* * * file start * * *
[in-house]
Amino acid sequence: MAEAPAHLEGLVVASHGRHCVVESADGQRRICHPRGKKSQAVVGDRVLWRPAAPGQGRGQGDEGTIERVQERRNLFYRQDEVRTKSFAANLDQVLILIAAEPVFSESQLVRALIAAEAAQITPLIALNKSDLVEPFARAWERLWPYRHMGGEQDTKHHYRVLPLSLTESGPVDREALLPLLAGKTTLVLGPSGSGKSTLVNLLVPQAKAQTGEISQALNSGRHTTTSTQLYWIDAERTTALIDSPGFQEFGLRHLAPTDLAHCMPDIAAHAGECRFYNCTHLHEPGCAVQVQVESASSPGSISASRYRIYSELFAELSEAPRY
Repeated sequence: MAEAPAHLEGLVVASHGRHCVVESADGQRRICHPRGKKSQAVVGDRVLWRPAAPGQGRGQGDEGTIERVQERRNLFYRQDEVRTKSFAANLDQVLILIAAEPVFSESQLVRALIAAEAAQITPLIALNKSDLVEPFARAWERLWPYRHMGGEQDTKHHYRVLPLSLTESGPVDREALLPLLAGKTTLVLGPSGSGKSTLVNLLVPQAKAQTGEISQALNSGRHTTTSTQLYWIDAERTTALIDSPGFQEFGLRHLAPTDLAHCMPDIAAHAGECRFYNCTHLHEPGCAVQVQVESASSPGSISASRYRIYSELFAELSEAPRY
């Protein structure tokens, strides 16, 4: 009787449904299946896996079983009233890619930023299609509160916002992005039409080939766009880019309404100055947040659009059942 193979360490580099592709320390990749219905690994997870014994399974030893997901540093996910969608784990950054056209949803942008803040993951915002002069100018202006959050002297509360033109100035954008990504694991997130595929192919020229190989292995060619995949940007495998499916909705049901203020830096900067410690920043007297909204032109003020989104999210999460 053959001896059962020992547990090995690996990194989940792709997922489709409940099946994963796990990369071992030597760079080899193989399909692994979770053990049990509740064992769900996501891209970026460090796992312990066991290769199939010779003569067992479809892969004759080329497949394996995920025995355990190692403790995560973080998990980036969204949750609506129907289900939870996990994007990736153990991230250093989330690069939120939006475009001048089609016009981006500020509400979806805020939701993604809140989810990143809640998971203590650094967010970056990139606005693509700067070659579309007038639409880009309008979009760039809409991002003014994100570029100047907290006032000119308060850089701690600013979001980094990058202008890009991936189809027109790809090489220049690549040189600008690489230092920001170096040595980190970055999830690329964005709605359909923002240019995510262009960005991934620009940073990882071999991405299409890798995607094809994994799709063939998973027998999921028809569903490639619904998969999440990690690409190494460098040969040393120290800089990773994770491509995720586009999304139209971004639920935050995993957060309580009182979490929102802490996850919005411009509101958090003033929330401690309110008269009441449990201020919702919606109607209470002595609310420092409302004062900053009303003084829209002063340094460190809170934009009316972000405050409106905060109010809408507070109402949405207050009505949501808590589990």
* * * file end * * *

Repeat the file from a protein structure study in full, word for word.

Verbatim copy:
[in-house]
Amino acid sequence: MAEAPAHLEGLVVASHGRHCVVESADGQRRICHPRGKKSQAVVGDRVLWRPAAPGQGRGQGDEGTIERVQERRNLFYRQDEVRTKSFAANLDQVLILIAAEPVFSESQLVRALIAAEAAQITPLIALNKSDLVEPFARAWERLWPYRHMGGEQDTKHHYRVLPLSLTESGPVDREALLPLLAGKTTLVLGPSGSGKSTLVNLLVPQAKAQTGEISQALNSGRHTTTSTQLYWIDAERTTALIDSPGFQEFGLRHLAPTDLAHCMPDIAAHAGECRFYNCTHLHEPGCAVQVQVESASSPGSISASRYRIYSELFAELSEAPRY
Repeated sequence: MAEAPAHLEGLVVASHGRHCVVESADGQRRICHPRGKKSQAVVGDRVLWRPAAPGQGRGQGDEGTIERVQERRNLFYRQDEVRTKSFAANLDQVLILIAAEPVFSESQLVRALIAAEAAQITPLIALNKSDLVEPFARAWERLWPYRHMGGEQDTKHHYRVLPLSLTESGPVDREALLPLLAGKTTLVLGPSGSGKSTLVNLLVPQAKAQTGEISQALNSGRHTTTSTQLYWIDAERTTALIDSPGFQEFGLRHLAPTDLAHCMPDIAAHAGECRFYNCTHLHEPGCAVQVQVESASSPGSISASRYRIYSELFAELSEAPRY
């Protein structure tokens, strides 16, 4: 009787449904299946896996079983009233890619930023299609509160916002992005039409080939766009880019309404100055947040659009059942 193979360490580099592709320390990749219905690994997870014994399974030893997901540093996910969608784990950054056209949803942008803040993951915002002069100018202006959050002297509360033109100035954008990504694991997130595929192919020229190989292995060619995949940007495998499916909705049901203020830096900067410690920043007297909204032109003020989104999210999460 053959001896059962020992547990090995690996990194989940792709997922489709409940099946994963796990990369071992030597760079080899193989399909692994979770053990049990509740064992769900996501891209970026460090796992312990066991290769199939010779003569067992479809892969004759080329497949394996995920025995355990190692403790995560973080998990980036969204949750609506129907289900939870996990994007990736153990991230250093989330690069939120939006475009001048089609016009981006500020509400979806805020939701993604809140989810990143809640998971203590650094967010970056990139606005693509700067070659579309007038639409880009309008979009760039809409991002003014994100570029100047907290006032000119308060850089701690600013979001980094990058202008890009991936189809027109790809090489220049690549040189600008690489230092920001170096040595980190970055999830690329964005709605359909923002240019995510262009960005991934620009940073990882071999991405299409890798995607094809994994799709063939998973027998999921028809569903490639619904998969999440990690690409190494460098040969040393120290800089990773994770491509995720586009999304139209971004639920935050995993957060309580009182979490929102802490996850919005411009509101958090003033929330401690309110008269009441449990201020919702919606109607209470002595609310420092409302004062900053009303003084829209002063340094460190809170934009009316972000405050409106905060109010809408507070109402949405207050009505949501808590589990």